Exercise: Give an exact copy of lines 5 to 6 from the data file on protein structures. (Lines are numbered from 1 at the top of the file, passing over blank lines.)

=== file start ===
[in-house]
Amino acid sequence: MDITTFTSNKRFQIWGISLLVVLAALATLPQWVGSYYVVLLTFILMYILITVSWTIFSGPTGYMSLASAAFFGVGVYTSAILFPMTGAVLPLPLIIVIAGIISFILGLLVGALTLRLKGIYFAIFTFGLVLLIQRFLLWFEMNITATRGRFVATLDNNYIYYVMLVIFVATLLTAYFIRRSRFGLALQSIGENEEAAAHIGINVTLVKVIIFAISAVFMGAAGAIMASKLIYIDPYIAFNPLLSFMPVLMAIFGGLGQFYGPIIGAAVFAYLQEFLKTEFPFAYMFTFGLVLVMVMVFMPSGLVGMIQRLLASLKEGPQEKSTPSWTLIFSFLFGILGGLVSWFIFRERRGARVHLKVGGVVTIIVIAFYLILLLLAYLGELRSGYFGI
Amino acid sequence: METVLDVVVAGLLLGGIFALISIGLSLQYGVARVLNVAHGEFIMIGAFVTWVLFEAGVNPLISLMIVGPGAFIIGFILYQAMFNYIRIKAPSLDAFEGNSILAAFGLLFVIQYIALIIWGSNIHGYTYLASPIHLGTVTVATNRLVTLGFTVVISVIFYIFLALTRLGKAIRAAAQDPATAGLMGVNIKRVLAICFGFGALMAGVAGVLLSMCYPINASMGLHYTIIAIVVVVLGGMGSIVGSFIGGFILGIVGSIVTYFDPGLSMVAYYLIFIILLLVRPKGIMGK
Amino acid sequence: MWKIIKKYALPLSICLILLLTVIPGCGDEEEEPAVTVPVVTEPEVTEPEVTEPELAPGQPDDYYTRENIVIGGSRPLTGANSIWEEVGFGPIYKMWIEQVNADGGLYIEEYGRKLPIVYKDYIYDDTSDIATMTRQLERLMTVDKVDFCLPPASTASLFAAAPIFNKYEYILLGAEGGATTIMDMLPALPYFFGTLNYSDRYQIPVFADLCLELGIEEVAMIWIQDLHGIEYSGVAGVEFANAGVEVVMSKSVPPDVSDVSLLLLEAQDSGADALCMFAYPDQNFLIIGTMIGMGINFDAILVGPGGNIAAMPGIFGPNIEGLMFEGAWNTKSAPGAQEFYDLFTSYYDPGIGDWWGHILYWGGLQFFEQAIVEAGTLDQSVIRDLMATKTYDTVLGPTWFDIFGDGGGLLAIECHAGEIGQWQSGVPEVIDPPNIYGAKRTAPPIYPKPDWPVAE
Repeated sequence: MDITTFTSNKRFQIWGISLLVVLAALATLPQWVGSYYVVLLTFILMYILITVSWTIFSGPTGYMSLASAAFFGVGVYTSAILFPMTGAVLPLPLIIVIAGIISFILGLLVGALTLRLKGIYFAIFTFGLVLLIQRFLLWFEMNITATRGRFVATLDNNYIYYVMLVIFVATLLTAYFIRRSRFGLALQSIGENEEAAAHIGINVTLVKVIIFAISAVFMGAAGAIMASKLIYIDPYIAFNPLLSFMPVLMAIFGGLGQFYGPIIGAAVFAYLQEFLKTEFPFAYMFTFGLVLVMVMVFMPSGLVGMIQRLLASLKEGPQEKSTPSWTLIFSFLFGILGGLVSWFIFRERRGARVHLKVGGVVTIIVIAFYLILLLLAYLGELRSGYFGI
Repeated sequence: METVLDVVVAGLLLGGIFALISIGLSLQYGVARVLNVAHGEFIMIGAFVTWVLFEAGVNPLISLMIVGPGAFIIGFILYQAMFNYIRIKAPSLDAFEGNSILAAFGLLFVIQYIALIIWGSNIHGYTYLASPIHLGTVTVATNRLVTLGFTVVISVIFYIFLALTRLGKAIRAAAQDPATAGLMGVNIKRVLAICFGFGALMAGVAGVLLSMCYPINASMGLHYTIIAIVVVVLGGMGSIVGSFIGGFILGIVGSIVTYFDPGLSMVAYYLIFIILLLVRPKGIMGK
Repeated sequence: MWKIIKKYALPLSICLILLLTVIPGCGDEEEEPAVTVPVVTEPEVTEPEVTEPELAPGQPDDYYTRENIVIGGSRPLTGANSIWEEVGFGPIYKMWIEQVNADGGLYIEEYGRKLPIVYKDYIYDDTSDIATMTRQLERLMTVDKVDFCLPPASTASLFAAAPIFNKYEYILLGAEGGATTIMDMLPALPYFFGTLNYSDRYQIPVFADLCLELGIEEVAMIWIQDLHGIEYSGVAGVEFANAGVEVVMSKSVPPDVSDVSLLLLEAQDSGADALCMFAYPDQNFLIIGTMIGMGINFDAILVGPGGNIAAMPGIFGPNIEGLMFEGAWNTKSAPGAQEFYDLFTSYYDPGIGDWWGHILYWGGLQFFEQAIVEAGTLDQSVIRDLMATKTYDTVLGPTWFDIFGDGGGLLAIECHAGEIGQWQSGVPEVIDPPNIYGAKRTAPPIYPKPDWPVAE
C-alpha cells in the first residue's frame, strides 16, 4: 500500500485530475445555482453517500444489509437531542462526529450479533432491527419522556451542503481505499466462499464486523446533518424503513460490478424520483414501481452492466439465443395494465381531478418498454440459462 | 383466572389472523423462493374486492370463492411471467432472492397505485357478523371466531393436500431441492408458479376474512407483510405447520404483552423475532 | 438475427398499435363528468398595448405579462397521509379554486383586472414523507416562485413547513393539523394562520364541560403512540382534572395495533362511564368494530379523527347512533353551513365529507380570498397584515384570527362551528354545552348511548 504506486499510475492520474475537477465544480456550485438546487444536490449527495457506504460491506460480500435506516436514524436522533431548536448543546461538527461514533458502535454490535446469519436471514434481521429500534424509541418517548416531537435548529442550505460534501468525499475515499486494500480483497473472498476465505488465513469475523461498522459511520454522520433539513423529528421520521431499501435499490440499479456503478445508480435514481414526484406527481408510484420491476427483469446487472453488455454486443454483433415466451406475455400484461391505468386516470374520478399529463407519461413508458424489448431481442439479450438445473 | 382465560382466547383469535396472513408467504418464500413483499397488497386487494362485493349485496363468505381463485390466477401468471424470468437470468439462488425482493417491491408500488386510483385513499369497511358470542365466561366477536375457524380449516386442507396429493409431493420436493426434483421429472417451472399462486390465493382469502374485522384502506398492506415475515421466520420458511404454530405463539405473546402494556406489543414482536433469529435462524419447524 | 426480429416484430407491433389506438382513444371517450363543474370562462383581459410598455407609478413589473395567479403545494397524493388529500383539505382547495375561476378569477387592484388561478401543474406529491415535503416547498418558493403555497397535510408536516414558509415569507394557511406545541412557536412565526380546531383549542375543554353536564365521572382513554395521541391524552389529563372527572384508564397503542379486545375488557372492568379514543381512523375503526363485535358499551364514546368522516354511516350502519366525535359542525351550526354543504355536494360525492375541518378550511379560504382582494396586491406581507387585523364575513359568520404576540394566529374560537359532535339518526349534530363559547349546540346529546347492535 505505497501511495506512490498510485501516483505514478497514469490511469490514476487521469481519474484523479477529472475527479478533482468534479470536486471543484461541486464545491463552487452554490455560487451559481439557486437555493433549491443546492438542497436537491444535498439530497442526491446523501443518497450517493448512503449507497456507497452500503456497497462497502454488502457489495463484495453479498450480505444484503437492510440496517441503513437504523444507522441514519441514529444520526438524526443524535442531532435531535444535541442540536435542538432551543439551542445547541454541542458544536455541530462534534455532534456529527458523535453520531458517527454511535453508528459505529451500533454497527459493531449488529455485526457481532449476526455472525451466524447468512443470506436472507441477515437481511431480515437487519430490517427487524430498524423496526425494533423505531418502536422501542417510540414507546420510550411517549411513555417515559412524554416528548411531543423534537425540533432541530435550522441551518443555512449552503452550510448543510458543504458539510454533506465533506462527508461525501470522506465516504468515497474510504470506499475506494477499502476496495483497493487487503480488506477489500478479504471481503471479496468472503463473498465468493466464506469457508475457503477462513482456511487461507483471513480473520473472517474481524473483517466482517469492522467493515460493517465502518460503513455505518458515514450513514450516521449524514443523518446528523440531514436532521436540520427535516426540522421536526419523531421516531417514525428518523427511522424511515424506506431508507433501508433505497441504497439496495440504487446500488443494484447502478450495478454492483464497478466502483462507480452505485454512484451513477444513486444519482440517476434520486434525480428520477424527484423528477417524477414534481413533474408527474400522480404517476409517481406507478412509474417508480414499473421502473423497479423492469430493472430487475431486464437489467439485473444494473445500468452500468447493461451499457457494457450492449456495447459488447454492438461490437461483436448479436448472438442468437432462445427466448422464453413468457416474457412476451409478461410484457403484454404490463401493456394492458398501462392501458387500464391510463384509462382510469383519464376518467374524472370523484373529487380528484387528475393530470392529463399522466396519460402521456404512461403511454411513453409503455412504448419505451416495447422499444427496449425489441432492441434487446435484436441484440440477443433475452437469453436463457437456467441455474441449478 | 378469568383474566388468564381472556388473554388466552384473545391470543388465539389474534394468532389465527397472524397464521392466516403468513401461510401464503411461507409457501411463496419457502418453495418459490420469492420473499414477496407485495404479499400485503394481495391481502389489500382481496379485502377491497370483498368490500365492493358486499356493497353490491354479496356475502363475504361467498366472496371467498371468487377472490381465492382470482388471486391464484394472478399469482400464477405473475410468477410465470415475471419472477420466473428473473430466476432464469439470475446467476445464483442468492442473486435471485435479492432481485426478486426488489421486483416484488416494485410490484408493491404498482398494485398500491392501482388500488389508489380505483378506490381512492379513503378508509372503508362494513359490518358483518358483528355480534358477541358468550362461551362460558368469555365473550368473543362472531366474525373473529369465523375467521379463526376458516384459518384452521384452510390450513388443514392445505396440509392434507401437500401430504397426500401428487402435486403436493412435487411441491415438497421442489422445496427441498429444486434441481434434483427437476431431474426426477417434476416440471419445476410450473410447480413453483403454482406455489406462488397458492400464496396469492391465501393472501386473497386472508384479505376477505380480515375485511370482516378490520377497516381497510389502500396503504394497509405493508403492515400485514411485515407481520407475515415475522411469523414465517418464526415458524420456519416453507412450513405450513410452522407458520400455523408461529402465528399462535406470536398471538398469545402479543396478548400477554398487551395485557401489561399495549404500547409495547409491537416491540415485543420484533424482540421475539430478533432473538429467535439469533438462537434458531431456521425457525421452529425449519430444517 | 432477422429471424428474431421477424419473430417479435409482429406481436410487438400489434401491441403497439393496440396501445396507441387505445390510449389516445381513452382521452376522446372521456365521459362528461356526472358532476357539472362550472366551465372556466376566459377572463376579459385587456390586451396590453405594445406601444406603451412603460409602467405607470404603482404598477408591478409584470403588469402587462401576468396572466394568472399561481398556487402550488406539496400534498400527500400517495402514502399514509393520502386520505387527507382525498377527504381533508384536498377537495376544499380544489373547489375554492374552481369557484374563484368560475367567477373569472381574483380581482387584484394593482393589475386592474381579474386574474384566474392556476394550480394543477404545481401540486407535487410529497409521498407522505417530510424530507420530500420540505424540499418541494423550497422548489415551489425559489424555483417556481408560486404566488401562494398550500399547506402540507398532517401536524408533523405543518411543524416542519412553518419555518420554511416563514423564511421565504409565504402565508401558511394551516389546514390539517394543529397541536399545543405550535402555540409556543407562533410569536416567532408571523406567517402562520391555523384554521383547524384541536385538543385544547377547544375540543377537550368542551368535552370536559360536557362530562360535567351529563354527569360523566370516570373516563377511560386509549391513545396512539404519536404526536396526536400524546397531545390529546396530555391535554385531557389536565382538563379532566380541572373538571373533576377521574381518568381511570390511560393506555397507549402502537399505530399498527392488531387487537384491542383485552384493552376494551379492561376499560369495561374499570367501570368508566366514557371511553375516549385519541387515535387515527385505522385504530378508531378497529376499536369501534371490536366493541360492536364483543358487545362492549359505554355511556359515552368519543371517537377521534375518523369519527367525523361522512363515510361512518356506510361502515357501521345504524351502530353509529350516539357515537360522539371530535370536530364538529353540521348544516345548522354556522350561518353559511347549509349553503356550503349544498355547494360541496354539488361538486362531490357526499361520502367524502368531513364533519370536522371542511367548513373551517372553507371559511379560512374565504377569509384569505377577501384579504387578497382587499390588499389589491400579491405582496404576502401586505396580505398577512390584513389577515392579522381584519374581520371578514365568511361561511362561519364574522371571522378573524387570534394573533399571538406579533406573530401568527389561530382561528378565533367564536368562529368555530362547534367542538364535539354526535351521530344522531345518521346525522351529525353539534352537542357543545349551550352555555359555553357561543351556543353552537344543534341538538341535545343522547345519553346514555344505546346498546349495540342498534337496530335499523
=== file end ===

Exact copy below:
Repeated sequence: MDITTFTSNKRFQIWGISLLVVLAALATLPQWVGSYYVVLLTFILMYILITVSWTIFSGPTGYMSLASAAFFGVGVYTSAILFPMTGAVLPLPLIIVIAGIISFILGLLVGALTLRLKGIYFAIFTFGLVLLIQRFLLWFEMNITATRGRFVATLDNNYIYYVMLVIFVATLLTAYFIRRSRFGLALQSIGENEEAAAHIGINVTLVKVIIFAISAVFMGAAGAIMASKLIYIDPYIAFNPLLSFMPVLMAIFGGLGQFYGPIIGAAVFAYLQEFLKTEFPFAYMFTFGLVLVMVMVFMPSGLVGMIQRLLASLKEGPQEKSTPSWTLIFSFLFGILGGLVSWFIFRERRGARVHLKVGGVVTIIVIAFYLILLLLAYLGELRSGYFGI
Repeated sequence: METVLDVVVAGLLLGGIFALISIGLSLQYGVARVLNVAHGEFIMIGAFVTWVLFEAGVNPLISLMIVGPGAFIIGFILYQAMFNYIRIKAPSLDAFEGNSILAAFGLLFVIQYIALIIWGSNIHGYTYLASPIHLGTVTVATNRLVTLGFTVVISVIFYIFLALTRLGKAIRAAAQDPATAGLMGVNIKRVLAICFGFGALMAGVAGVLLSMCYPINASMGLHYTIIAIVVVVLGGMGSIVGSFIGGFILGIVGSIVTYFDPGLSMVAYYLIFIILLLVRPKGIMGK